Lou sheds his human flesh whenever he transforms, graphically signifying the psychic mutilation Saskatchewanians inflict upon themselves in accepting assimilation. The interpellating voice of U.S cinema casts the Saskatchewanian as simply another unremarkable virtual-American, and the resulting ressentiment hardens the abased Saskatchewanian psyche in homogeneity. American media colonization effects the anonymity of indigenous Canadians such that their particularity fades entirely from their consciousness as well as the viewer’s. The characters are swept into a consensus which they (and we) accept as universal rather than as highly particular and problematic: to be a consumer of films in modernity just is to be a displaced colonial consciousness, presuming representations on celluloid to be the real.

The proliferation of media fosters this ubiquitous displacement by, finally, displacing place itself. Saskatchewan, as has been mentioned, is a central province, yet it bears a peripheral status in terms of Canadian culture, much less to Americans. One may see a British Columbia or an Ontario license plate on the highway from time to time, but the Saskatchewanian bears all the practical reality of the Tooth Fairy for most; they are not so much exotic as mythical.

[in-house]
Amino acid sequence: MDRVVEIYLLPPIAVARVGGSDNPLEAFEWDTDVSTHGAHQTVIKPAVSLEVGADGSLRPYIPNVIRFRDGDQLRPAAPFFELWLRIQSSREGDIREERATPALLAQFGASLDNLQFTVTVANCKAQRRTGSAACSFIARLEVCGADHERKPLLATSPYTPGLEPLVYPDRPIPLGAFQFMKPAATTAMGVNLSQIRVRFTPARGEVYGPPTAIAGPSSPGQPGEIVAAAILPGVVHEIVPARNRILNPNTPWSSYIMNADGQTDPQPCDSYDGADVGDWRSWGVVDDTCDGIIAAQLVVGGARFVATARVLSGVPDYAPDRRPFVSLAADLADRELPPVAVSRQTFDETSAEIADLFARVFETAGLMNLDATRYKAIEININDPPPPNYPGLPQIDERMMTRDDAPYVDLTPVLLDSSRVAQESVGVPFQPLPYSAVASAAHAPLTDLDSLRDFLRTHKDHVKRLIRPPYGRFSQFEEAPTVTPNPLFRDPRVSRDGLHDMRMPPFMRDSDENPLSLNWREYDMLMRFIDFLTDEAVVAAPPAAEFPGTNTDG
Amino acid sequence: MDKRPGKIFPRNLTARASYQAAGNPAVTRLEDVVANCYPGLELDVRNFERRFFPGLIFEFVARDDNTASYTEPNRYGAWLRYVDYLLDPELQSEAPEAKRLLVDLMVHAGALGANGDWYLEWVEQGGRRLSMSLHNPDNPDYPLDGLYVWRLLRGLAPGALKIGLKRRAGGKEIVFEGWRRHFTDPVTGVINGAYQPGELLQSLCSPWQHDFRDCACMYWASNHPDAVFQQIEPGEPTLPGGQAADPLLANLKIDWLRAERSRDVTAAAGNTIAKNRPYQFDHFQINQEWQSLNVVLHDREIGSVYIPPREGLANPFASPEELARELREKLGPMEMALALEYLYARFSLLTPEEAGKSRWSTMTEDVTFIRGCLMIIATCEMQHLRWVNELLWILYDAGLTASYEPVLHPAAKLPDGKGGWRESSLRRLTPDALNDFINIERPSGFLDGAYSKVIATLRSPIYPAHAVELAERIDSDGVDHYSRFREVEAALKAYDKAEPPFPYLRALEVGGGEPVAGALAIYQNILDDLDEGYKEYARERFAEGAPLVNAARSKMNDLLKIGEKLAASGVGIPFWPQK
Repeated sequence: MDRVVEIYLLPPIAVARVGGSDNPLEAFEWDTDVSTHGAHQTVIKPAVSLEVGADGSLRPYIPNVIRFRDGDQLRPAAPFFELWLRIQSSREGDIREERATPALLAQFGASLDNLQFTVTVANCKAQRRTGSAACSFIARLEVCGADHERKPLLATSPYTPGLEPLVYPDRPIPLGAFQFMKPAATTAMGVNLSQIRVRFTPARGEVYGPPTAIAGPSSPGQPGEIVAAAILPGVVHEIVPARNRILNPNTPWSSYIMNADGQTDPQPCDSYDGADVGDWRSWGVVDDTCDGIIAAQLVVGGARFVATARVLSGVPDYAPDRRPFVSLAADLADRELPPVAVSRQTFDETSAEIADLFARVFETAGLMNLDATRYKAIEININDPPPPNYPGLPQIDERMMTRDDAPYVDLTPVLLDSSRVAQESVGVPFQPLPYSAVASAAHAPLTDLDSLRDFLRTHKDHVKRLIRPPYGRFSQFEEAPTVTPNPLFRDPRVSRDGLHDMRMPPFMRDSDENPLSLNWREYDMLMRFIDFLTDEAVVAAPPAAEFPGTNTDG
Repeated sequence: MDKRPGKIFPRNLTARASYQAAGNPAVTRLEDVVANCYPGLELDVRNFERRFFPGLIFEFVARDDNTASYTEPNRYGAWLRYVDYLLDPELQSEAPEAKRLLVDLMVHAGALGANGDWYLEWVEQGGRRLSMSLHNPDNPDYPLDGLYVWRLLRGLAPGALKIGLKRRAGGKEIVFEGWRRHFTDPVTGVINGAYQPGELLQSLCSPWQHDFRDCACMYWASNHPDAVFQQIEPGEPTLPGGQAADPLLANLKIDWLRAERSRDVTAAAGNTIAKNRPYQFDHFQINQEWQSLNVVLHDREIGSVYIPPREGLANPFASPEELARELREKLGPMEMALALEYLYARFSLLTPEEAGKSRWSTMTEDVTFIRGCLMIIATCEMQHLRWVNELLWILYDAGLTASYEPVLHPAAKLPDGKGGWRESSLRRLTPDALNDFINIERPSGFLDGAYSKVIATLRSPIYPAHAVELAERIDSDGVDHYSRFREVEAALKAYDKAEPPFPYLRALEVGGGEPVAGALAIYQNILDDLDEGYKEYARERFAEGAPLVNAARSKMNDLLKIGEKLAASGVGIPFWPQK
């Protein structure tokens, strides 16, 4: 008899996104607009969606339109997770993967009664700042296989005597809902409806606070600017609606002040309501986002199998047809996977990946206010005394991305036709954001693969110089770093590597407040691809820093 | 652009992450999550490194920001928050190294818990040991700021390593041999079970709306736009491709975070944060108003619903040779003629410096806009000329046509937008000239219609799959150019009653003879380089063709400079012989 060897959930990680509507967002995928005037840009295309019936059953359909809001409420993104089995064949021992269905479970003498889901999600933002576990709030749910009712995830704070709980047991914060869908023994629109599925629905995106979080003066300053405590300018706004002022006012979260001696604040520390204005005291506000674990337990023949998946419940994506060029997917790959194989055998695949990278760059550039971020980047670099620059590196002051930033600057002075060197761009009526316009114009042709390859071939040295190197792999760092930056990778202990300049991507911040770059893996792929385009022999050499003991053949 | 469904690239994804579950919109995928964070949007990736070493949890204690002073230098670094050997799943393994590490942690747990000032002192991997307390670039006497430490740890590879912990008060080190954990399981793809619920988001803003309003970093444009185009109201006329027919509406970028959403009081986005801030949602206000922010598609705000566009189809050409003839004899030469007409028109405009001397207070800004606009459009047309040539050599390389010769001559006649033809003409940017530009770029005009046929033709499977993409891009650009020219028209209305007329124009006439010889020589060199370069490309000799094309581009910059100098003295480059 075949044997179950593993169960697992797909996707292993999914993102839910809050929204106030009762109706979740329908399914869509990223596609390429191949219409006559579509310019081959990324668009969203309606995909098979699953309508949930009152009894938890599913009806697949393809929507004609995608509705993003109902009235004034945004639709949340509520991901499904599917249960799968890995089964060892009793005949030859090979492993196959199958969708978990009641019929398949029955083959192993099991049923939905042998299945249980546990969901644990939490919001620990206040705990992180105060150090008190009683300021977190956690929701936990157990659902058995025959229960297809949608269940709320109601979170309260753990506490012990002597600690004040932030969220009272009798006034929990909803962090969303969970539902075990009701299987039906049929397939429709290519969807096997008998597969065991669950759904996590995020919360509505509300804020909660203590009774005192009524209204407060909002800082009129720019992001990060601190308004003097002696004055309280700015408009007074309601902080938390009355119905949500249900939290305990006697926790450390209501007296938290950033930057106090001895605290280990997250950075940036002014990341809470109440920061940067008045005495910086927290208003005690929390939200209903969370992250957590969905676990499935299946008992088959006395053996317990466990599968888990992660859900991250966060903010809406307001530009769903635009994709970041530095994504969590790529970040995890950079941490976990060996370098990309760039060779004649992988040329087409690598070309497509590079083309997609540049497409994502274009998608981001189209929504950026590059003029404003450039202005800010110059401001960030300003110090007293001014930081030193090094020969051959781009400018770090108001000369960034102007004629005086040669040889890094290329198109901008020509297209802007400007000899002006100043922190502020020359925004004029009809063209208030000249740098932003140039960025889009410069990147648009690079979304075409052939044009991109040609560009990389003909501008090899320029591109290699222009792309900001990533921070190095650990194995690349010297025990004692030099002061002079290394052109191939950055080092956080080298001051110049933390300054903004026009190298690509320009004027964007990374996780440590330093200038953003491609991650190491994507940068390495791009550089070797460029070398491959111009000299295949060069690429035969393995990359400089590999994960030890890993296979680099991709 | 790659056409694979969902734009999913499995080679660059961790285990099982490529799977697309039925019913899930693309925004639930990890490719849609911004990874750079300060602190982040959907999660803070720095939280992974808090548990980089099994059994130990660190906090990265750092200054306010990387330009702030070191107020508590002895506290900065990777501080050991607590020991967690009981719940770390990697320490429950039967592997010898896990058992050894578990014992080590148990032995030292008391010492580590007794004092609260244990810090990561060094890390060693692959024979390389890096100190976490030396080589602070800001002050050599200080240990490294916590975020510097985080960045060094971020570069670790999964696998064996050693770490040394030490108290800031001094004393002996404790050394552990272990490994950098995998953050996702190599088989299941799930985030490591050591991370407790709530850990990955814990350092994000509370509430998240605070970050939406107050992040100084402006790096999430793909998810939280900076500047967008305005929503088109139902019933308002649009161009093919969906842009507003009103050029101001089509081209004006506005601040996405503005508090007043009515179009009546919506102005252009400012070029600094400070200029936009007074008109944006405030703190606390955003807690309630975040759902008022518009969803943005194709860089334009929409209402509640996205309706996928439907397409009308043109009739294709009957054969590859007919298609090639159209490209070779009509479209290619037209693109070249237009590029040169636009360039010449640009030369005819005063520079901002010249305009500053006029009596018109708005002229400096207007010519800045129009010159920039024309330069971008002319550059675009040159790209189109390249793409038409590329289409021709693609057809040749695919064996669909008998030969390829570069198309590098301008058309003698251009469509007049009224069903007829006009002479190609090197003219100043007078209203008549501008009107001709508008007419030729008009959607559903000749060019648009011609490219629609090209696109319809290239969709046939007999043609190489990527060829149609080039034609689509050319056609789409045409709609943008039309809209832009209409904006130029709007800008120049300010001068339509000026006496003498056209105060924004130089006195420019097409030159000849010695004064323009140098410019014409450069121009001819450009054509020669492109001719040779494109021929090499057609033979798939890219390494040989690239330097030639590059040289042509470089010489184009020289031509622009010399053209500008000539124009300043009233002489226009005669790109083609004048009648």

Centrality is typically the prerogative of the powerful. In ancient near eastern worldviews the ascendant empire views itself as the center or navel[5] of the world, and the peoples and states radiating outward from her degrade in dignity and worth as one moves to the periphery of the world. From this concept arises the famous Greek superiority complex over her “barbarian” neighbors.

The covenanted family of Abraham, in spite of the nature and purpose of the covenant YHWH made with them, perverted the privilege of their election into just such a superiority complex as well. God tells Ezekiel, “I have set this Jerusalem in the center of the nations, with countries all around her” (Ezekiel 5:5, HCSB). Jerusalem (and, by extension, Israel) is set within the midst of the nations for one purpose, but this centrality reinforced her sense of status and privilege. And so this same God can bring his complaint against the covenant people thusly:

Israelites, are you not like the Cushites to me?
This is the Lord’s declaration.
Didn’t I bring Israel from the land of Egypt,
the Philistines from Caphtor,
and the Arameans from Kir?
(Amos 9:7, HCSB)

Israel’s election was meant to spur them centrifugally out into the wider world so as to incorporate the nations into the kingdom of YHWH.  But as with every instance of election and setting-apart, the covenant people began to view their geographical centrality as a sign of their greater privilege and prestige. Pompous Israel demands a centripetal motion on the nations’ parts to her, but this very demand demonstrates the abandonment of her mission and assumption of the egocentric drives characteristic of empire.

Morris Berman draws our attention to the structure of world inequality through a diagnostic of core and periphery: